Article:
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Marrakech Travel Guide

Marrakech is a former imperial city of Morocco. The name Marrakech originated from the Amazigh words mur (n) askush, which means 'Land of God.' Known as the 'Red City,' Marrakech is the third largest city in Morocco and lies near the foothills of the snow-capped Atlas Mountains. Marrakech has recently become Morocco's number one tourist destination, welcoming between 1.5 and 2.5 million visitors each year. The city conjures ancient images and has the largest traditional market. It also has one of the busiest squares in Africa, the Djemaa el Fina.

The population of Marrakech has an official number of 1.07 million in 2004. In 2009, the estimated population for this city was said to be at 34.9 million, where 99% of making up this population are Arab-Berber.

For tourists, spring (March to May) and autumn (September to November) are probably the best times to visit Marrakech for it almost guaranteed sunshine and not too chilly nights. The average January temperature of this city is 54 degrees F (12 degrees C) and the average July temperature is 84 degrees F (29 degrees C). The average annual rainfall is 10 inches (25 cm), and it usually occurs during the winter season (December to February) but is unlikely to last for more than a day or two. As Morocco being the Islamic nation, the month of Ramadan is perhaps not the best time to go.

There is so much to see in this wonderful city. One of which is the world famous Djemaa el Fina, the busiest squares in the world. Djemaa el Fina translates as 'The Assembly of the Dead,' where this is where the heads of executed criminals and rebels were once displayed. The square is full of acrobats, story-tellers, dancers, and musicians during the day and it becomes a festival of food and folklore by night, when snake charmers, storytellers, medicine men, and musicians turn the square into a riot of noise and color. Food stalls are also opens the square at night, making the square turn into a huge busy open-air restaurant, where they serve up a variety of food and drinks to the customers while enjoying the atmosphere of a medieval fairground.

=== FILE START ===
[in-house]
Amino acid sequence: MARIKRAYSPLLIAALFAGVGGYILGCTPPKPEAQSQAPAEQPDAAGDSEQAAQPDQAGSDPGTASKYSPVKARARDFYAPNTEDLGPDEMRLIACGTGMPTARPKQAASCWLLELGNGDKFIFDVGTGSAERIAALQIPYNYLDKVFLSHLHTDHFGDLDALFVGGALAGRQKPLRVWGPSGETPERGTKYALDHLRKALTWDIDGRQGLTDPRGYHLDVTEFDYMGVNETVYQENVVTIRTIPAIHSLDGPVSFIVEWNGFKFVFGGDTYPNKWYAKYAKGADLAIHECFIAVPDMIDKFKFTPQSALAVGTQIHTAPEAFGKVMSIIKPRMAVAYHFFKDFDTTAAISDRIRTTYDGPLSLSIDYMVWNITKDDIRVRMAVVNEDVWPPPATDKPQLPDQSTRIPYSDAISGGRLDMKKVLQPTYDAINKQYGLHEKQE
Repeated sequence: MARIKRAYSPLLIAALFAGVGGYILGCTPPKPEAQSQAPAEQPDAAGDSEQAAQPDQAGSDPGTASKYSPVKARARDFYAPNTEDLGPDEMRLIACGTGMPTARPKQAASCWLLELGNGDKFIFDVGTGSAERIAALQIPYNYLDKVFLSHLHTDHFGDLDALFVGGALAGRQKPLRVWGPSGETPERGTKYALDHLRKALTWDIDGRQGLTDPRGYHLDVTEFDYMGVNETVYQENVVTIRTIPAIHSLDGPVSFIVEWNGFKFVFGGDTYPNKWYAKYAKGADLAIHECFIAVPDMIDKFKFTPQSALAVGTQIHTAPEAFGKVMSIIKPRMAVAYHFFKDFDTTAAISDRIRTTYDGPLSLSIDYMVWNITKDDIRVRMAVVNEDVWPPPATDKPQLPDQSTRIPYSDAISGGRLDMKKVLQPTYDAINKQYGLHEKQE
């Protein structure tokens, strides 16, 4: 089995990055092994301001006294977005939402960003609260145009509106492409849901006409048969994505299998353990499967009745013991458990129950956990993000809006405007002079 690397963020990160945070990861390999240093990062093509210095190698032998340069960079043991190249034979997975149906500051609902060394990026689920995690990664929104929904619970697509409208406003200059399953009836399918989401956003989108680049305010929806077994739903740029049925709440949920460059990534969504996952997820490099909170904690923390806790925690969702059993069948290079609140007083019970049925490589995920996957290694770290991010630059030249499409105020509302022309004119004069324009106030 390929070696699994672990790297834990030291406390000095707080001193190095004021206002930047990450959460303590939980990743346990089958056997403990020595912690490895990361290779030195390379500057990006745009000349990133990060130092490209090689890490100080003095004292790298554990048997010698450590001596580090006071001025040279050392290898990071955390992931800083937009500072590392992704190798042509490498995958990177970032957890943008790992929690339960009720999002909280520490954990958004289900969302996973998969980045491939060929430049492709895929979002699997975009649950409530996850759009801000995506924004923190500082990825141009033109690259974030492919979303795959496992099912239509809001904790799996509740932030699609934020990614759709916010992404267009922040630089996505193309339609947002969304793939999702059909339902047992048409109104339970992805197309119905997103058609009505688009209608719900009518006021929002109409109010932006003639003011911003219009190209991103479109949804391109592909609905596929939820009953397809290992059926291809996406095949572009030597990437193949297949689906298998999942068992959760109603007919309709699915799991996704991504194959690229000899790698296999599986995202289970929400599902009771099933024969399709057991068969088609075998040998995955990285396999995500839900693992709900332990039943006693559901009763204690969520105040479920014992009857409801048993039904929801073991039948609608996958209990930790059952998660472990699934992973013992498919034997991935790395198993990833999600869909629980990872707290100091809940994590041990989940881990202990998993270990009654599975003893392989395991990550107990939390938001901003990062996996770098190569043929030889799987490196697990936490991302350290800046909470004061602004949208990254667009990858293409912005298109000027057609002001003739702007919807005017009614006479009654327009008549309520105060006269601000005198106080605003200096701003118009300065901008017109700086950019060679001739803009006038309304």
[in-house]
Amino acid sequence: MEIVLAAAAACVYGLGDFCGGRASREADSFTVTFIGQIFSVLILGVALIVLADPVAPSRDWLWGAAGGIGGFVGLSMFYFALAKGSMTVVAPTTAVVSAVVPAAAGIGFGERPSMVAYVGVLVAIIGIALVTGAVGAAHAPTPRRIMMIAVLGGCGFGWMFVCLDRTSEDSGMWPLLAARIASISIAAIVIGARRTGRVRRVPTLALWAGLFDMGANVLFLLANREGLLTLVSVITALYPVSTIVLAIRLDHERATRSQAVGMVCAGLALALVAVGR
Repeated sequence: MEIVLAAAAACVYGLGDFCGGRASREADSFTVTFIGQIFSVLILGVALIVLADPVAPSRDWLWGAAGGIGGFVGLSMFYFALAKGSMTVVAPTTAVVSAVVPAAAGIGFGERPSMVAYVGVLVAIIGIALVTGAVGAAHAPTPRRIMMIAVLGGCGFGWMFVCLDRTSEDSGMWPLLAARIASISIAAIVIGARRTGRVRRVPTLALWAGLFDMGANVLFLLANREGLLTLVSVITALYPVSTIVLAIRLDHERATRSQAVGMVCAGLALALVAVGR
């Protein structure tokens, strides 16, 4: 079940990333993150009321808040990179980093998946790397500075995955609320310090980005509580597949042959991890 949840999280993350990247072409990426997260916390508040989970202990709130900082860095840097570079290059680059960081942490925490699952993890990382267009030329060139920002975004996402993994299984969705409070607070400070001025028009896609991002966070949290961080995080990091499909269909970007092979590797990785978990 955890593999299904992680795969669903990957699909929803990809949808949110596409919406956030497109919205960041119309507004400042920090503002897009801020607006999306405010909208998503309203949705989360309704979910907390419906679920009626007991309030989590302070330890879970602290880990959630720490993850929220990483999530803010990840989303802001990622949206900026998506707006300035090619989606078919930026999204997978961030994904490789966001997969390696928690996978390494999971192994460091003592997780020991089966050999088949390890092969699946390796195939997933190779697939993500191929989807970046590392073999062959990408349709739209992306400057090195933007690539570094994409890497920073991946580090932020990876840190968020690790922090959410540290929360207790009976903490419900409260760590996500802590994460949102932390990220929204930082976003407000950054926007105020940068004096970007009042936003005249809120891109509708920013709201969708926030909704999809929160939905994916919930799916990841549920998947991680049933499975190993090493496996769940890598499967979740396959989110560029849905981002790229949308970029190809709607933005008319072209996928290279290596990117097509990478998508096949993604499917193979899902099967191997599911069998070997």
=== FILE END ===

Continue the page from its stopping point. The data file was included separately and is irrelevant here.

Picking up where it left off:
The Saadian Tombs is one of the most visited sites in Morocco. It was dated back from the time of sultan Ahmad al-Mansur (1578-1603) and it was only recently discovered and opened to the public in 1917. The mausoleum comprises the corpses of about sixty members of the Saadi Dynasty. Among the graves are those of Ahmad al-Mansur and his family. They have been preserved and were not destroyed due to superstitious reasons. Visitors should expect a long wait unless they visit early to avoid the rush.

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